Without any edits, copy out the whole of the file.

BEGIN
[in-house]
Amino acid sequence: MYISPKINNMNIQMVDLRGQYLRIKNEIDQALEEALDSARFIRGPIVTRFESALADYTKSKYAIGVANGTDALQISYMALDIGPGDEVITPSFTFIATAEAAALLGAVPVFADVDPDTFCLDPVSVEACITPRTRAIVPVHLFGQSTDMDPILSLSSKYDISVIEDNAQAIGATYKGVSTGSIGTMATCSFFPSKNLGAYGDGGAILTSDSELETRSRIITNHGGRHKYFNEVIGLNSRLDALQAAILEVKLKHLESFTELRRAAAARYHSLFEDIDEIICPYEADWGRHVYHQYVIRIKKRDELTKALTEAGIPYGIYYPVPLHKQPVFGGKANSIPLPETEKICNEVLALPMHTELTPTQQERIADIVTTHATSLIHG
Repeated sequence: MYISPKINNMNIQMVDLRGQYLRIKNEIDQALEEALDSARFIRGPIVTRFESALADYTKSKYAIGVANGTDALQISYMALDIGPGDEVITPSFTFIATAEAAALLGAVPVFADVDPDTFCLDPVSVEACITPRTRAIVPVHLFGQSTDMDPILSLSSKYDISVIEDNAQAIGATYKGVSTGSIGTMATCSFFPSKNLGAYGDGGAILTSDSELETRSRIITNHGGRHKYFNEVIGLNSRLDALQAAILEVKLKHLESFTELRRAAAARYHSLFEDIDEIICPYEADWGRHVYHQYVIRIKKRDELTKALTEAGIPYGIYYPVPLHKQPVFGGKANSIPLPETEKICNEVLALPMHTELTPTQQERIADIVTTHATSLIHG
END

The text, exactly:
[in-house]
Amino acid sequence: MYISPKINNMNIQMVDLRGQYLRIKNEIDQALEEALDSARFIRGPIVTRFESALADYTKSKYAIGVANGTDALQISYMALDIGPGDEVITPSFTFIATAEAAALLGAVPVFADVDPDTFCLDPVSVEACITPRTRAIVPVHLFGQSTDMDPILSLSSKYDISVIEDNAQAIGATYKGVSTGSIGTMATCSFFPSKNLGAYGDGGAILTSDSELETRSRIITNHGGRHKYFNEVIGLNSRLDALQAAILEVKLKHLESFTELRRAAAARYHSLFEDIDEIICPYEADWGRHVYHQYVIRIKKRDELTKALTEAGIPYGIYYPVPLHKQPVFGGKANSIPLPETEKICNEVLALPMHTELTPTQQERIADIVTTHATSLIHG
Repeated sequence: MYISPKINNMNIQMVDLRGQYLRIKNEIDQALEEALDSARFIRGPIVTRFESALADYTKSKYAIGVANGTDALQISYMALDIGPGDEVITPSFTFIATAEAAALLGAVPVFADVDPDTFCLDPVSVEACITPRTRAIVPVHLFGQSTDMDPILSLSSKYDISVIEDNAQAIGATYKGVSTGSIGTMATCSFFPSKNLGAYGDGGAILTSDSELETRSRIITNHGGRHKYFNEVIGLNSRLDALQAAILEVKLKHLESFTELRRAAAARYHSLFEDIDEIICPYEADWGRHVYHQYVIRIKKRDELTKALTEAGIPYGIYYPVPLHKQPVFGGKANSIPLPETEKICNEVLALPMHTELTPTQQERIADIVTTHATSLIHG